'Awe-inspiring': Police officer leads the way in using Auslan on the job

15 October 2020

When Surfers Paradise police officer Latisha Whalan was approached by Deaf Services and the Deaf Society to make a video teaching her colleagues basic Auslan, she jumped at the opportunity.

“I’ve got three beautiful deaf cousins and this was something I was absolutely honoured to be a part of. I’m like, yep, let me at it,” Constable Whalan said.

Growing up, her cousins taught her how to sign.

Constable Whalan approaches deaf people when she sees them signing in the community.

On one particular call-out her sign language skills diffused a tense situation with a troubled teenager.

“We were called to a job where this young person, the family was worried about their mental health and well being,” she said.

When police entered the unit it became clear the person was deaf, she said.

“It was really important for this particular person, because it wasn’t just a welfare check. I think they felt really isolated.”

Qld police Constable Latisha Whalan in uniform in police office doing sign languageQld police Constable Latisha Whalan in uniform in police office doing sign language
Constable Whalan says she has been able to use her sign language skills when carrying out policing duties.(ABC Gold Coast: Cathy Border)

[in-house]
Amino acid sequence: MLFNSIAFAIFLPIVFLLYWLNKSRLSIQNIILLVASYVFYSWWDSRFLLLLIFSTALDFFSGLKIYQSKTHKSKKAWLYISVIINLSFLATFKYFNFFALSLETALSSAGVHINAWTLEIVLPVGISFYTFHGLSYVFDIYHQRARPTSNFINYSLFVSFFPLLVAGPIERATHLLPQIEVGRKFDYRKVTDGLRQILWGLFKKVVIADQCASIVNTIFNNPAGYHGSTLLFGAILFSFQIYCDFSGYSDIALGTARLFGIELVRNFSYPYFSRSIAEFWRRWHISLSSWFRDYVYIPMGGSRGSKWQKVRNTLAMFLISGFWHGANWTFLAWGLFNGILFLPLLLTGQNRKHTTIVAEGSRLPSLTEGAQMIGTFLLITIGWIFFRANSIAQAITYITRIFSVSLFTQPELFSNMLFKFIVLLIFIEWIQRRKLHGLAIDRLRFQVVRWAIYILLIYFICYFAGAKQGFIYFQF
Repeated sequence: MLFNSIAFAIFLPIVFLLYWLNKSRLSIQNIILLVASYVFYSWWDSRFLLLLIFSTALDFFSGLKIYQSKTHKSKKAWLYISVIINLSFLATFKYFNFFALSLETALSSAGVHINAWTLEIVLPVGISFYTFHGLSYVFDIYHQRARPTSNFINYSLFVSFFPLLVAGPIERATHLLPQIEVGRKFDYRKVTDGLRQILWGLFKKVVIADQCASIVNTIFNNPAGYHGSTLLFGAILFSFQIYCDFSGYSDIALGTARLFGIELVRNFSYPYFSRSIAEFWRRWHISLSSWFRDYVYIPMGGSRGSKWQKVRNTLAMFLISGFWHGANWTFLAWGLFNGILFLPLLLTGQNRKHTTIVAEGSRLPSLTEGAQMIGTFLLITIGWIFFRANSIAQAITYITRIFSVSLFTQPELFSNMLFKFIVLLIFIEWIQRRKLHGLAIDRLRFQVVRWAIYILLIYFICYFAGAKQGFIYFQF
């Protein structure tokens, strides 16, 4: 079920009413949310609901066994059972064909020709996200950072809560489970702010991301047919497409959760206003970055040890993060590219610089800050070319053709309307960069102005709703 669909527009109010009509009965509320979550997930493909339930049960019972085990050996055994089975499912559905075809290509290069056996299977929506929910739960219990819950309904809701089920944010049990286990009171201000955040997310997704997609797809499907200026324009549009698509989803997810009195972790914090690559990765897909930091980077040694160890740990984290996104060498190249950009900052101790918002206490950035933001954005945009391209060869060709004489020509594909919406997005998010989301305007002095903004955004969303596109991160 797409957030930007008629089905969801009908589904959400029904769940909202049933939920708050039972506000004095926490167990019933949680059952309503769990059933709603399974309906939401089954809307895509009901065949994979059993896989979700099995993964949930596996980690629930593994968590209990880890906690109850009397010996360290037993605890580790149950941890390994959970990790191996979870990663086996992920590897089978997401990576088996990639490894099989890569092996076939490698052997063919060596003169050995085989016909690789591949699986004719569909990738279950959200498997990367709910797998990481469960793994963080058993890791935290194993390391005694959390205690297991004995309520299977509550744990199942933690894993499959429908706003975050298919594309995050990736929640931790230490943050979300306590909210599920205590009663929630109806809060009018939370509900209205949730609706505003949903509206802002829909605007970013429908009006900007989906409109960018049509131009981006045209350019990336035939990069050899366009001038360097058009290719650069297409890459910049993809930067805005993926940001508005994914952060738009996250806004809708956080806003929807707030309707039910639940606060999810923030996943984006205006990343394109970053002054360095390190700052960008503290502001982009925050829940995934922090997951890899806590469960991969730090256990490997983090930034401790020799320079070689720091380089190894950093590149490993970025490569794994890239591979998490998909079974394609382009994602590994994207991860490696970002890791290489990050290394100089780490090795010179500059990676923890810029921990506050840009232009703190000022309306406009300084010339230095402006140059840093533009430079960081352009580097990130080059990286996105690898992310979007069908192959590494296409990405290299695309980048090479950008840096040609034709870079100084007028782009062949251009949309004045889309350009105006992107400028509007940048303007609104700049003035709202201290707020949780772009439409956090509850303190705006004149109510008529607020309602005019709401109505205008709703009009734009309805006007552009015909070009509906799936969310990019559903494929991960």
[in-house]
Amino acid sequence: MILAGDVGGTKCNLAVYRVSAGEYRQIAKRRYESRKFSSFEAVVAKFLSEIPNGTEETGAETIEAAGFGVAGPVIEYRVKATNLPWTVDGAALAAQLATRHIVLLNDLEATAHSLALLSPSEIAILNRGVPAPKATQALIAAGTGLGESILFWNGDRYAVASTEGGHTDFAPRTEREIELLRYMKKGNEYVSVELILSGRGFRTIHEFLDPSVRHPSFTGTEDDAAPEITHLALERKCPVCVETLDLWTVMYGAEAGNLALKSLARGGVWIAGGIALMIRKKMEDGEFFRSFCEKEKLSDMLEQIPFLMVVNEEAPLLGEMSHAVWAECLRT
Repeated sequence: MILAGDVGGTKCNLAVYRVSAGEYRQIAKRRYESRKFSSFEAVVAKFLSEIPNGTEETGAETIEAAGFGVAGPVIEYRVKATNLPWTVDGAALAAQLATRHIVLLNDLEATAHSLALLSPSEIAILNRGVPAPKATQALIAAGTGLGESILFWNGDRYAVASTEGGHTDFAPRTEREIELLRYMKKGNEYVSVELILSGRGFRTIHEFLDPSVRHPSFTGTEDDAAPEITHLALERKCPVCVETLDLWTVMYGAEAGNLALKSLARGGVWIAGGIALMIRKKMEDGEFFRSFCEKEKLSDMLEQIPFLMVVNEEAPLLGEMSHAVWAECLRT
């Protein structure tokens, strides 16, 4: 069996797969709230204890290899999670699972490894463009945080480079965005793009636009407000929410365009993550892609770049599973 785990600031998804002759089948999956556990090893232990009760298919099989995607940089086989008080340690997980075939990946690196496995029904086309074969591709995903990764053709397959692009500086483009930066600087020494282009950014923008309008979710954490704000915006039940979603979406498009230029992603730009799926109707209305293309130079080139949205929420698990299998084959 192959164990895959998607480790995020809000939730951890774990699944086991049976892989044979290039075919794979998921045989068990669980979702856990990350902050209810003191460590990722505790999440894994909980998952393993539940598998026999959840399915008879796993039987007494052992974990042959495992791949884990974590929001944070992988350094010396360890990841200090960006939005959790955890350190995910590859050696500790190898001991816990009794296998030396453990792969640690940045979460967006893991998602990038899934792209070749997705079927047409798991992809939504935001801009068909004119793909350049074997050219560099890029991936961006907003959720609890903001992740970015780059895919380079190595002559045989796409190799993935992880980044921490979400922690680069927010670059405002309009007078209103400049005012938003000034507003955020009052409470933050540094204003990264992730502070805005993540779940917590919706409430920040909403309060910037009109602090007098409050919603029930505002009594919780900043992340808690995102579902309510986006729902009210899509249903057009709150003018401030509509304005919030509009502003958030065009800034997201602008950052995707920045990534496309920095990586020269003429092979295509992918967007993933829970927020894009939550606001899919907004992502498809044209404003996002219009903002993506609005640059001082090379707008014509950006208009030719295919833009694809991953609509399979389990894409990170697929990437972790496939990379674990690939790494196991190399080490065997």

‘Awe inspiring’ to see

The Auslan program started with Queensland Ambulance and had expanded to include police and fire services.

Brett Casey, chief executive officer of Deaf Services and the Deaf Society, praised the Queensland Government for agreeing to the scheme.

“It’s really great to connect to someone in a critical environment,” he said.

“They’re working in high-stress situations and these can really be compounded by communication issues.”

Via interpreter Mark Cave, Mr Casey said Constable Whalan was a perfect fit for getting her colleagues learning basic Auslan.

“We wanted to leverage their understanding and their abilities in the community to become representatives in their own emergency services — to help their colleagues understand that there is a variety of needs in a diverse community like deaf people,” he said.

“I went to a hospital recently. I fell and had an accident. When I spoke to the doctor at the hospital, there was no interpreter, but the doctor was able to sign a little bit and that made the world of difference to me.”

Deaf Services is hoping to expand the scheme to include information cards emergency workers can have on hand to highlight key information.

ABC News Disability Direct



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